Every war continues to dwell in the lives it touched, in the lives of those living through that time, and in those absorbed by its historical significance. The Vietnam War lives on - famously or infamously, depending on political points of view - but those who have “been there, done that” have a highly personalized window on their time of that history. Valor in Vietnam focuses on nineteen stories of Vietnam, stories of celebrated figures in the veteran community, compelling war narratives, vignettes of battles, and the emotional impact on the combatants. It is replete with leadership lessons and valuable insights that are just as applicable today as they were forty years ago.
This is an anecdotal history of America’s war in Vietnam composed of firsthand narratives by Vietnam War veterans presented in chronological order. They are intense, emotional, and highly personal stories. Connecting each of them is a brief historical commentary of that period of the war, the geography of the story, and the contemporary strategy written by Lewis Sorley, West Point class of 1956, and author of A Better War and Westmoreland. With a foreword by Lt. Gen. Dave R. Palmer, US Army (Ret.), Valor in Vietnam presents an overview of the war through the eyes of participants in each branch of service and throughout the entire course of the war. Simply put, their stories serve to reflect the commitment, honor, and dedication with which America’s veterans performed their service.
©2012 Allen B. Clark (P)2013 Audible, Inc.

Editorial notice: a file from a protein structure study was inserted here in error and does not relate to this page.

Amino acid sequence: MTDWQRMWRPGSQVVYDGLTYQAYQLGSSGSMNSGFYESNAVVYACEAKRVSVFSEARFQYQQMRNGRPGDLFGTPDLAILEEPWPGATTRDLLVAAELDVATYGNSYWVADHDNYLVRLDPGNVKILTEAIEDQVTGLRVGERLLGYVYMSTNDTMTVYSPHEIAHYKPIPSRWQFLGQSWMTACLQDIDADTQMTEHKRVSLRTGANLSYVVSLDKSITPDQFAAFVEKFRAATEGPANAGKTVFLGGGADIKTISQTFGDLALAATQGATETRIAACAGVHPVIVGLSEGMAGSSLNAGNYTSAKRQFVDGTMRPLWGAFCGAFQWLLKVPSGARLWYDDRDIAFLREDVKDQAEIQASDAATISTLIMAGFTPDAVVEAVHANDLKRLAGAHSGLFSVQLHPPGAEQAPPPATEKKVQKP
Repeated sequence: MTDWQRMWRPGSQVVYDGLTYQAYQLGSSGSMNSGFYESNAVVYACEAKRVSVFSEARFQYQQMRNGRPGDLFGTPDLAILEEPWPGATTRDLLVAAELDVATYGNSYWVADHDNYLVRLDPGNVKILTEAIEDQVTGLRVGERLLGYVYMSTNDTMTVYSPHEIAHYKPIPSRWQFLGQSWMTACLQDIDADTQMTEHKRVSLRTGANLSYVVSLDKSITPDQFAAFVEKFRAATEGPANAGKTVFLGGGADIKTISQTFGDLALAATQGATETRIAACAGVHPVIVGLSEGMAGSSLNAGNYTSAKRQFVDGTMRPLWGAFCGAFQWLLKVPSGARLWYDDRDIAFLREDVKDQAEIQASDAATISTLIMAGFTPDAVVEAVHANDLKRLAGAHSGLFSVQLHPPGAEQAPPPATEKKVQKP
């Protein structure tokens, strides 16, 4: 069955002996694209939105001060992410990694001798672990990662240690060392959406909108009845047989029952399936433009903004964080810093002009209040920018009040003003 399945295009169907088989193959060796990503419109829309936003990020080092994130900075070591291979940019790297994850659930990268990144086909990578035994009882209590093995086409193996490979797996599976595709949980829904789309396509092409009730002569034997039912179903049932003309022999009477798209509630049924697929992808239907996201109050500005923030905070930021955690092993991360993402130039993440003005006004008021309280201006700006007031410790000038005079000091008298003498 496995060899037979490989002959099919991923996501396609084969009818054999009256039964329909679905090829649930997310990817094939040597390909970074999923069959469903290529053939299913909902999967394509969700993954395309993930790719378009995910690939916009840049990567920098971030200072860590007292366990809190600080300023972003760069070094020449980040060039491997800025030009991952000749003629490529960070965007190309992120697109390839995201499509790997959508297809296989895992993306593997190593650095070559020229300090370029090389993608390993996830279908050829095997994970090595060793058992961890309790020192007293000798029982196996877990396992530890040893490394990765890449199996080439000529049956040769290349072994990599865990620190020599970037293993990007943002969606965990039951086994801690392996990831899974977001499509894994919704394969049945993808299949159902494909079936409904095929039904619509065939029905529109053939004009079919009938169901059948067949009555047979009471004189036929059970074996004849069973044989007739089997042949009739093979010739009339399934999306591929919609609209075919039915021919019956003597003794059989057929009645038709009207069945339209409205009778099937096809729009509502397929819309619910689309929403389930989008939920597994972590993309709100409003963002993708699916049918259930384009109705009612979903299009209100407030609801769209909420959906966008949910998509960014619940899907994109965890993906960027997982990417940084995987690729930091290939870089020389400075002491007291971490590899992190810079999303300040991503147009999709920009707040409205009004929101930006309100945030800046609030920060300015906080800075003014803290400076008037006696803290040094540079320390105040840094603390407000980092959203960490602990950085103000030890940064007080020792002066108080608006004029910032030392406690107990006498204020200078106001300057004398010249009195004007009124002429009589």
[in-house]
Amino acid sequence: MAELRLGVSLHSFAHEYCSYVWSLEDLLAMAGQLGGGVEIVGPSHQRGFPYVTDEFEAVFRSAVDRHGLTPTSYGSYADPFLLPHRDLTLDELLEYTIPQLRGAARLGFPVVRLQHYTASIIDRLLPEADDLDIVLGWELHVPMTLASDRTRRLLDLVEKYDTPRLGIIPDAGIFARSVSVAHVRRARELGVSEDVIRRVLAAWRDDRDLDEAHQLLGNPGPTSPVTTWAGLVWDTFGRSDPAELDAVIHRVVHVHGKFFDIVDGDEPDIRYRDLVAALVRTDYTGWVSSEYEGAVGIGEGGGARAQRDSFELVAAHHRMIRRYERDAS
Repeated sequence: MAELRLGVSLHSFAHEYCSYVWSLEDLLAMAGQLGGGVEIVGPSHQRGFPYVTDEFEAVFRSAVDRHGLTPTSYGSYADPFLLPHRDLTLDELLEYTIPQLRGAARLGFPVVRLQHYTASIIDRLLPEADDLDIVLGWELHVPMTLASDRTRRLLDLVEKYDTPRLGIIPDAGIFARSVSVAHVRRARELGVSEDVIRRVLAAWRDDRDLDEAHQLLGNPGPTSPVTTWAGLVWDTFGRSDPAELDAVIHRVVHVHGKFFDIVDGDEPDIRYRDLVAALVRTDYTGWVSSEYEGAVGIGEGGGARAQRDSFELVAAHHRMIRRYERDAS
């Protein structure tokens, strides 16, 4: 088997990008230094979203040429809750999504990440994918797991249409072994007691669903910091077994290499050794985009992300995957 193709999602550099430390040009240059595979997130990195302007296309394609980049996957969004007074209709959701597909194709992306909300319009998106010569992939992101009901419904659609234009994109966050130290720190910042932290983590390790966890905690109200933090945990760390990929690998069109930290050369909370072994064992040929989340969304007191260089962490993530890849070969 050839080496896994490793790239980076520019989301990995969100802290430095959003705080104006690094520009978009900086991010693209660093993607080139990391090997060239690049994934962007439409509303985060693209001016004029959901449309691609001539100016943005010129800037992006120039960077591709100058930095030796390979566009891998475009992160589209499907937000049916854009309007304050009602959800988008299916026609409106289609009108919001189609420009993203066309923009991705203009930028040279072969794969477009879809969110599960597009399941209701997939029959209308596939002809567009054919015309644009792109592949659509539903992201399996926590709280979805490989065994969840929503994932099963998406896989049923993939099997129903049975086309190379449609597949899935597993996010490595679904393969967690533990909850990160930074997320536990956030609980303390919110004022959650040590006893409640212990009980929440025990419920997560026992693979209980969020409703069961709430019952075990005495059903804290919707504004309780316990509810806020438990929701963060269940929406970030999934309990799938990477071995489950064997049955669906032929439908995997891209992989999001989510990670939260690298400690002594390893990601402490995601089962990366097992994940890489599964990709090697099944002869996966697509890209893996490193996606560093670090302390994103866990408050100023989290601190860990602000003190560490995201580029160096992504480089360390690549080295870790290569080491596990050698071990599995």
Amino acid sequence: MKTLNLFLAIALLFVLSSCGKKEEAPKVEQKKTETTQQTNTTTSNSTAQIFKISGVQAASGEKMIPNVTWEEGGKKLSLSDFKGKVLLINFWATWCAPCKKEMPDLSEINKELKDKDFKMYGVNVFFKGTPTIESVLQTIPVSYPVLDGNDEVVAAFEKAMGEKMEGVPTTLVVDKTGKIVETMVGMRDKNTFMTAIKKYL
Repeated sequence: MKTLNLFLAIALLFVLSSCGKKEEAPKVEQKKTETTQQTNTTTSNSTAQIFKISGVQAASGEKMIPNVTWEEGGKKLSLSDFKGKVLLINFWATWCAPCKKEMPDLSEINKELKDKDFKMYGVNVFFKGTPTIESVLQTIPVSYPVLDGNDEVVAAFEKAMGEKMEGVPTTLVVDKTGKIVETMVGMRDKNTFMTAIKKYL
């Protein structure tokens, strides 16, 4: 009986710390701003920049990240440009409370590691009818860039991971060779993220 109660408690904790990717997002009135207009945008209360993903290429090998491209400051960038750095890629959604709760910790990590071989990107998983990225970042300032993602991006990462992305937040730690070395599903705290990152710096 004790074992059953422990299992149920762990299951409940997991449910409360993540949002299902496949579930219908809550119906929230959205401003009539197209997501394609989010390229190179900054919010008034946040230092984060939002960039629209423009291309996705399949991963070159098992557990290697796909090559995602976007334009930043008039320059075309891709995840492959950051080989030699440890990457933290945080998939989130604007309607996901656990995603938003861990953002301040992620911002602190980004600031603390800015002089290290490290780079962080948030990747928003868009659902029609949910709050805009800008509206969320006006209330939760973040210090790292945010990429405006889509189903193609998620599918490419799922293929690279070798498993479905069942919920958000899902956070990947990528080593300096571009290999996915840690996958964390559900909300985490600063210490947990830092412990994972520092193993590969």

I've listened to just a few, usually books I know are good, so the competition is tough. It's definitely not in the lower third, but it's hard to say it's up there with Dune or The Caine Mutiny.
When a colonel made a poor decision about yelling at a wounded soldier fresh in from the fight.
He's got a good voice and is good at letting you get into the story.
It helps convince you that we shouldn't send our soldiers into a war unless we're quite sure it's necessary - it's a terrible thing to do to a man, sending him to war.
The world is a book, and those who do not travel read only a page.
I must say at first this book didn't really grab my attention. It seemed as though the first portion was focused on facts and knowledge of the war. What LBJ knew or didn't, Tonkin incident, etc. it all seemed to blend together and my mind tended to wander while listening. However, the second part of the book captured my attention with stories of prison camps, medics, pilots, basically a more true to the title way of writing.
Overall, I finished the book questioning what I missed in the first section. I'll have to give it another listen because I remember a lot more stories from the second part rather than first. Not a bad read for military buffs and veterans.
You won't walk away from this book without remembering at least a few of the stories for a long while, and perhaps grateful for what some unknown Americans did during that war. Only one word comes to mind....Valor.
"Great book, bad narrator"
Clearly a good book, interesting and well sourced material but narrated in the most boring, flat way that makes it extremely difficult to absorb. Had to listen two or three times to some segments just for it to sink in - this would not be the case if I were reading the book. Narrator also reads obvious typos/editing errors verbatim and some pronunciation is incorrect. One bit in particular that will make any UK listeners cringe is the attempt at an English accent whilst reading a Kipling quote. Shame - good book ruined.
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